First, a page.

Kiira Motors Corporation, Uganda’s automotive startup is racing to have two-thirds if its vehicle parts and components produced locally by 2030, as the commercial production date nears. This translates into roughly 19,500 of the 30,000 typical vehicle parts.
The production plant in Jinja is 85 percent complete and commercial production is expected to start in January 2022, with an initial target of 5,000 vehicles a year. The first delivery of 300 buses for Kampala mass transit system operator Tondeka Metro will follow a month later.
On August 14, President Yoweri Museveni presided over a foundation laying ceremony at the plant, where the company revealed details of the planned production run and progressive localisation of the supply chain. The company officials also reported a $40 million funding gap, and that it locally sources slightly over 100 items used in the building process. So far, they have built three buses with another three due to roll out of the temporary assembly facilities in Nakasongola.
Although localisation forms part of the national automotive development policy, the steep climb for Kiira Motors, comes on the back of an executive order by President Museveni stopping the importation of sub-assemblies or wholly-built buses and trucks into the country.
“There will be no more whole built buses and no more assembling because that is the policy we have taken,” said President Museveni adding, “We now want fabrication where you may import some parts but locally fabricate others such as the body parts which can be made here.”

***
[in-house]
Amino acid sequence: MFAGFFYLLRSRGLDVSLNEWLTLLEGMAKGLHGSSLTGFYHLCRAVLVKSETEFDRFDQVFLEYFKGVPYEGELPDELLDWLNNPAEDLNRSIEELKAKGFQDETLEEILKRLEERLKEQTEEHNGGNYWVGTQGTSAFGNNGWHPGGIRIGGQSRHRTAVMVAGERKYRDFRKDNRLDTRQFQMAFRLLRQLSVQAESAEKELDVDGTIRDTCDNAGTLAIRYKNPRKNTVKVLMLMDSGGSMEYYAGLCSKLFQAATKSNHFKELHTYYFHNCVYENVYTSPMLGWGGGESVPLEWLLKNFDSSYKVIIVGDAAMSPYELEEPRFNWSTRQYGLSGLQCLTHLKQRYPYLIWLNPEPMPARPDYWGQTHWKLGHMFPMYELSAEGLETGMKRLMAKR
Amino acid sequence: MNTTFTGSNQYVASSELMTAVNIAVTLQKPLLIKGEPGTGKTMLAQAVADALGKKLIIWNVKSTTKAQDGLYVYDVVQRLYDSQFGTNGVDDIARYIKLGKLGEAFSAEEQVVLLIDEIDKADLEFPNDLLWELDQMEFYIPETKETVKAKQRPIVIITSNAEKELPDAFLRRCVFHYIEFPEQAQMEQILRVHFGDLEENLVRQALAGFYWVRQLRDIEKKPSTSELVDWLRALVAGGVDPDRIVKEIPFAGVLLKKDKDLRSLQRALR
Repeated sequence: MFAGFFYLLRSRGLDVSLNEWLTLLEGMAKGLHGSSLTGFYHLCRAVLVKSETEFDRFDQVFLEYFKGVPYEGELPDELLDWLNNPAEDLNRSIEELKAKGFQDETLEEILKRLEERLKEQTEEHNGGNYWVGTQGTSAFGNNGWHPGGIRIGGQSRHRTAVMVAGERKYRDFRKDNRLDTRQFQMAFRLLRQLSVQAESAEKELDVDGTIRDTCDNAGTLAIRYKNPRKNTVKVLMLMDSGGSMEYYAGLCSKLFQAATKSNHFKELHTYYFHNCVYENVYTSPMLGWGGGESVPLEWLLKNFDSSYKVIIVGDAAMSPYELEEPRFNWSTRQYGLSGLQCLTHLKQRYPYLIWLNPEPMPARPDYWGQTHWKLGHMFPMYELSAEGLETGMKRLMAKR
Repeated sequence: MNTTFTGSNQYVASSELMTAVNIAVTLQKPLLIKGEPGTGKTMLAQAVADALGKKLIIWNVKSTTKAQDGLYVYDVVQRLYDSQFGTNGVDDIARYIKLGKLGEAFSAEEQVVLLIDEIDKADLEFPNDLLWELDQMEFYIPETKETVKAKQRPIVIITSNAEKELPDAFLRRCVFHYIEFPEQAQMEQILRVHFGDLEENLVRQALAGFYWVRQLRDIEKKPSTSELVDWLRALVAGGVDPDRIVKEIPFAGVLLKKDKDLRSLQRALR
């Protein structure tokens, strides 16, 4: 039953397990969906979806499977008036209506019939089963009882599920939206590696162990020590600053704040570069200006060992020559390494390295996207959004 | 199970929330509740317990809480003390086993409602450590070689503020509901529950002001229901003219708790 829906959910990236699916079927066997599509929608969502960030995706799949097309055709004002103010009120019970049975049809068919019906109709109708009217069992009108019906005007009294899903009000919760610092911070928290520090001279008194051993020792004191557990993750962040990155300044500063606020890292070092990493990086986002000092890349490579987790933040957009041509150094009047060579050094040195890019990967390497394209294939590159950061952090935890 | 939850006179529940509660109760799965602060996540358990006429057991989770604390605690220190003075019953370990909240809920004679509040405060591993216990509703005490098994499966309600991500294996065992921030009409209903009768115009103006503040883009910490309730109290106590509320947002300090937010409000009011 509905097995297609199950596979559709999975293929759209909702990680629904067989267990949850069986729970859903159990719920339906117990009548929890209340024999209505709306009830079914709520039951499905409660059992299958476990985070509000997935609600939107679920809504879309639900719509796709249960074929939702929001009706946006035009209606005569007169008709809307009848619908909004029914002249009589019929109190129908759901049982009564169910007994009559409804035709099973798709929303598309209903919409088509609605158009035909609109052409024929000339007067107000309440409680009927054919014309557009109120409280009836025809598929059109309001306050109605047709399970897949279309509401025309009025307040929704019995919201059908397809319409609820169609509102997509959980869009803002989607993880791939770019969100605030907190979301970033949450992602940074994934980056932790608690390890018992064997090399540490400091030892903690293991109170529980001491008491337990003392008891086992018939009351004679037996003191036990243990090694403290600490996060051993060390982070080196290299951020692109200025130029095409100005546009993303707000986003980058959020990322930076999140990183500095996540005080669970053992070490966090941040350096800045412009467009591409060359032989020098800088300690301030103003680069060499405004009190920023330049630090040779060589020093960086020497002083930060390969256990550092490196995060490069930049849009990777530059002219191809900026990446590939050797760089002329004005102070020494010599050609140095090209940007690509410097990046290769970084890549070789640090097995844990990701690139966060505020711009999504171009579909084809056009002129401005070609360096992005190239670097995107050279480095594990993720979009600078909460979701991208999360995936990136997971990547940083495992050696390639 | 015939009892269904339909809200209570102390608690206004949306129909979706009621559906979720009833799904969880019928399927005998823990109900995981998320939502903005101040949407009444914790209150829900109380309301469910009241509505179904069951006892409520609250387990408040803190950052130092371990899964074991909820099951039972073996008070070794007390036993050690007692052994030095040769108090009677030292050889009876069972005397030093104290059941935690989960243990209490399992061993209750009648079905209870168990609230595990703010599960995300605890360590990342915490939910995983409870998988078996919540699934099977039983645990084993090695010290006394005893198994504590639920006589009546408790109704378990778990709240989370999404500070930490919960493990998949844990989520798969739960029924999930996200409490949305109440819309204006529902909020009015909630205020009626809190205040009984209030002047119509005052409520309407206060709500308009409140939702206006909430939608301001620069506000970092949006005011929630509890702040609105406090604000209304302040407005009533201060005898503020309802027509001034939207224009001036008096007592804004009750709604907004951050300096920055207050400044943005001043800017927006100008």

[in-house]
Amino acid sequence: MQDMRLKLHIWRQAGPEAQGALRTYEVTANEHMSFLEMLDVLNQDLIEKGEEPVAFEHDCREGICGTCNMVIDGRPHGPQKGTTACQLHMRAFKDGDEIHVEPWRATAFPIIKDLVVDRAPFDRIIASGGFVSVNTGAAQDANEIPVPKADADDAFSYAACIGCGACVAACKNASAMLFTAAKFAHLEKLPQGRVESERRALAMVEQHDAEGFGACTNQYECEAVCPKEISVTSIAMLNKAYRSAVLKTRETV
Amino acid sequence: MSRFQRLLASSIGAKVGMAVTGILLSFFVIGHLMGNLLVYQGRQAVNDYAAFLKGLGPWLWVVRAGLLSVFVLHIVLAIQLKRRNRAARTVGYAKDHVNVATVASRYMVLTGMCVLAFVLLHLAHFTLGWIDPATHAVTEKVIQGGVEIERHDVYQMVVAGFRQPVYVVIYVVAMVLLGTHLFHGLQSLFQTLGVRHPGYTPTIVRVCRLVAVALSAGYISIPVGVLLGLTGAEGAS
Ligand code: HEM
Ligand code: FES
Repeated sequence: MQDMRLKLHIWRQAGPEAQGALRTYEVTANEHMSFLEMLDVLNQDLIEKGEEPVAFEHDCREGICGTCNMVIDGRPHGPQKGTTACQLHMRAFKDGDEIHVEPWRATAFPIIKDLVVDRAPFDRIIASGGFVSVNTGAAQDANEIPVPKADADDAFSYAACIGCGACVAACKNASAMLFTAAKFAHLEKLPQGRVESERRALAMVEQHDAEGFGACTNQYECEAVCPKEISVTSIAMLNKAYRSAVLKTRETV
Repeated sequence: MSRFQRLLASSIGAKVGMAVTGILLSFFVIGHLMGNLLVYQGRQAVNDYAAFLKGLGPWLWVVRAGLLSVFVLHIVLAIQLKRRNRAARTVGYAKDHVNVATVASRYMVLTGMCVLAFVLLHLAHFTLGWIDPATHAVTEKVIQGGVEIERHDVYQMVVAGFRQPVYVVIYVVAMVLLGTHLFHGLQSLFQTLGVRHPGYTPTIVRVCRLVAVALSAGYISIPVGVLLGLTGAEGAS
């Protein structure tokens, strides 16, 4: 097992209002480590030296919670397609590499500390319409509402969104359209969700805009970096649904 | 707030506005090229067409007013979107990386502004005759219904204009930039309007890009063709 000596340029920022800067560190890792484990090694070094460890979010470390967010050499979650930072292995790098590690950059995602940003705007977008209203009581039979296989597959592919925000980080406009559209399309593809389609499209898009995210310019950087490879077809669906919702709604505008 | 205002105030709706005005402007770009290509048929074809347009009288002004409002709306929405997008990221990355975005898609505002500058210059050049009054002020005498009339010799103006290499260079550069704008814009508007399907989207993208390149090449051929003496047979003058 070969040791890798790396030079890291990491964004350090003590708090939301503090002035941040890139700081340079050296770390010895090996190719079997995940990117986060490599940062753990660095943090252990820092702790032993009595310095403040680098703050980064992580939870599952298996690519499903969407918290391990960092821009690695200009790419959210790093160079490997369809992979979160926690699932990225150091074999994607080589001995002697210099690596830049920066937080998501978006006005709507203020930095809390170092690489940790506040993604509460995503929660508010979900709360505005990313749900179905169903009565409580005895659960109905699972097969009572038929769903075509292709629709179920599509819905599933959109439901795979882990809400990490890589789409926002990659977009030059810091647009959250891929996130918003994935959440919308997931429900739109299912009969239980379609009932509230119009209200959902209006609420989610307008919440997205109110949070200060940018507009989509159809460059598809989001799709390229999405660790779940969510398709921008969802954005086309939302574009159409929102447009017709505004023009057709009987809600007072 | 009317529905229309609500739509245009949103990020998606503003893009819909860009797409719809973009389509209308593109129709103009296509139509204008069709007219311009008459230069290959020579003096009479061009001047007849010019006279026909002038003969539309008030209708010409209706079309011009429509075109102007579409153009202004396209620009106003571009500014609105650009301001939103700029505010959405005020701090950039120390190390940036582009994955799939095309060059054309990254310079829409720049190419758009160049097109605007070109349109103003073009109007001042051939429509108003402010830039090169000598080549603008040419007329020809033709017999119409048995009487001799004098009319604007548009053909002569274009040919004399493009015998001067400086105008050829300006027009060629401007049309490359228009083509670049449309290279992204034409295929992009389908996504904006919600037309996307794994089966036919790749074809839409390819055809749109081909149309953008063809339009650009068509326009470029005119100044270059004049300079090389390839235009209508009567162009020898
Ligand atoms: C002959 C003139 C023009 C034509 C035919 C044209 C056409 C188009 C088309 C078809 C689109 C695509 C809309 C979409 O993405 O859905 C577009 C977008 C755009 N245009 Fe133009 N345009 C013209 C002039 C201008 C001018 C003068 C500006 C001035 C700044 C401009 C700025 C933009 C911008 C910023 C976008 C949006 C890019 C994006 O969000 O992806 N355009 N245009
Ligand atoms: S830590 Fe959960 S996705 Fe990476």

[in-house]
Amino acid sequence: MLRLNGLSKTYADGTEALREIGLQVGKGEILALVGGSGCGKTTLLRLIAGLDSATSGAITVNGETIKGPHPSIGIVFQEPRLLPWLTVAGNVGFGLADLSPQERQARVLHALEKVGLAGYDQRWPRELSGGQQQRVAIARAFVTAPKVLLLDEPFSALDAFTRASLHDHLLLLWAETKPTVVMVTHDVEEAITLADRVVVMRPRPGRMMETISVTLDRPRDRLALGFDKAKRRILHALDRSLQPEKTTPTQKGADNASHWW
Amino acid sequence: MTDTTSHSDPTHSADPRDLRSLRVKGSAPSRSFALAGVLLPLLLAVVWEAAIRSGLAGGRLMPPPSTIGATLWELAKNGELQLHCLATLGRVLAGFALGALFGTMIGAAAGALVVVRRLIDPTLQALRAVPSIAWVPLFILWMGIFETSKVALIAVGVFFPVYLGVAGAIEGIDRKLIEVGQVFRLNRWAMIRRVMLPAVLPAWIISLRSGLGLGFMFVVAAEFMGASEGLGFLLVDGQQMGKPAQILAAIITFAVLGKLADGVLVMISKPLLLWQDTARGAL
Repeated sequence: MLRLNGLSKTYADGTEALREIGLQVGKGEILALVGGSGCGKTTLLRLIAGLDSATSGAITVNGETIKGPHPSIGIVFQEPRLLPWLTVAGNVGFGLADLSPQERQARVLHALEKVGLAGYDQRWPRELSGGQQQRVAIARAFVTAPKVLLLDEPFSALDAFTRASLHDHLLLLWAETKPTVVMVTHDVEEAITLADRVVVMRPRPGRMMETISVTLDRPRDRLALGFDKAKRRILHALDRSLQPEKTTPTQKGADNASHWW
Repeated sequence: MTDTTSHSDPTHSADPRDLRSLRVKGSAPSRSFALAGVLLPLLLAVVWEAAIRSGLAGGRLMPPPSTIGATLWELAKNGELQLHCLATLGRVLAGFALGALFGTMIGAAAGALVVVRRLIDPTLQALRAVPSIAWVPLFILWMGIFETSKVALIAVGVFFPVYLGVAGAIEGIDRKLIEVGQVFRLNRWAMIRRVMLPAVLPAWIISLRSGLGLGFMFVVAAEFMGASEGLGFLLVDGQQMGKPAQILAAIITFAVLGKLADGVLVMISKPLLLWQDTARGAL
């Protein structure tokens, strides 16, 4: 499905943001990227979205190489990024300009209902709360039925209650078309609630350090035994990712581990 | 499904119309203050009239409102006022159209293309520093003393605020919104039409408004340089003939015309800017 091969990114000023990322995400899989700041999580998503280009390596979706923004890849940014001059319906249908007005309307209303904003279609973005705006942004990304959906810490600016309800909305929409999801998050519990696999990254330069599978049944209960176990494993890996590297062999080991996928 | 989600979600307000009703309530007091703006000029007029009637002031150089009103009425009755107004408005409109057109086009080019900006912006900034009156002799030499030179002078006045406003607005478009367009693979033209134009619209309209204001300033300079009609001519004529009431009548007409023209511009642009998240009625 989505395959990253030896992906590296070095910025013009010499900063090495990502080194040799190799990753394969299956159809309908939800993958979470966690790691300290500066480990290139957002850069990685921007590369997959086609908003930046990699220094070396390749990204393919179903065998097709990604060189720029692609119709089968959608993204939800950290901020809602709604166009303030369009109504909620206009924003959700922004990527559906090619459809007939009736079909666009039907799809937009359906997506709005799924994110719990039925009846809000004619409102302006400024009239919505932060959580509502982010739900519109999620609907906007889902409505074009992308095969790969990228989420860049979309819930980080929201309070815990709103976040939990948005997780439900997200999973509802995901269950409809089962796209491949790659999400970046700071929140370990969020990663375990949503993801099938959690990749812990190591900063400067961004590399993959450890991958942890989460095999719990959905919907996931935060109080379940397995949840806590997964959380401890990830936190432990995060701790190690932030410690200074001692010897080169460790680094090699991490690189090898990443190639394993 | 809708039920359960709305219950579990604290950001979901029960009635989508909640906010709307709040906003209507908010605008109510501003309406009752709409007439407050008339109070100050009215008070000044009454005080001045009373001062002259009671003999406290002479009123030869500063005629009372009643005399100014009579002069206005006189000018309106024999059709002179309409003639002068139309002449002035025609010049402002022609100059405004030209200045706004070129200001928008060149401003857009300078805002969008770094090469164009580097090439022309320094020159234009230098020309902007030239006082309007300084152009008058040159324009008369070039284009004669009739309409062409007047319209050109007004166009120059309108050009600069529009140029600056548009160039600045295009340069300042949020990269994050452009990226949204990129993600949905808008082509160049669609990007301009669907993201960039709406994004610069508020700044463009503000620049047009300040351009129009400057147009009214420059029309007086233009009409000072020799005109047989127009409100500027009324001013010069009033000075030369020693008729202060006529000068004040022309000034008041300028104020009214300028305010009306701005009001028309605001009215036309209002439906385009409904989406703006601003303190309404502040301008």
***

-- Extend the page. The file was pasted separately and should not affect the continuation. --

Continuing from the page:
Importation of used vehicles will also be banned the moment local manufacture of sedans and other vehicle models starts President Museveni said. He added that importation of fully built vehicles exposed African consumers to unnecessarily higher prices for vehicles because of the expensive lifestyle in source countries.
According to Kiira Motors chief executive Paul Isaac Musasizi, the production facilities will be ready by December and plans to produce 1,020 buses, 50 of them electric, by June 2022. The project will need annual capitalisation of $3.4 million for the first three years after which it will become cash positive in the fourth year.
The goal of 65 percent localisation will be achieved in two major steps starting with about 28 percent in 2026. That represents about the entire 5.4 tonne of the steel structure which accounts for 30 percent of the Kayoola electric bus structure.
“Some of these parts such as body parts and wiring harnesses are not rocket science. Working together in multi-sectoral approach we envisage a competitive and sustainable, indigenous motor vehicle industry producing 0.5 million vehicles a year by 2030,” Musasizi said.
Kiira Motors has already engaged Uganda cables to supply the wiring harnesses while Uganda Batteries Ltd is primed for manufacture of the high-density batteries for the electric buses.
Besides the private market, Kiira Motors is asking for an off-take agreement with the government to supply a quarter of the 1,200 SUV units that the government buys every year. The company is also exploring the possibility of local contract manufacturing of pick-up trucks for Mitsubishi.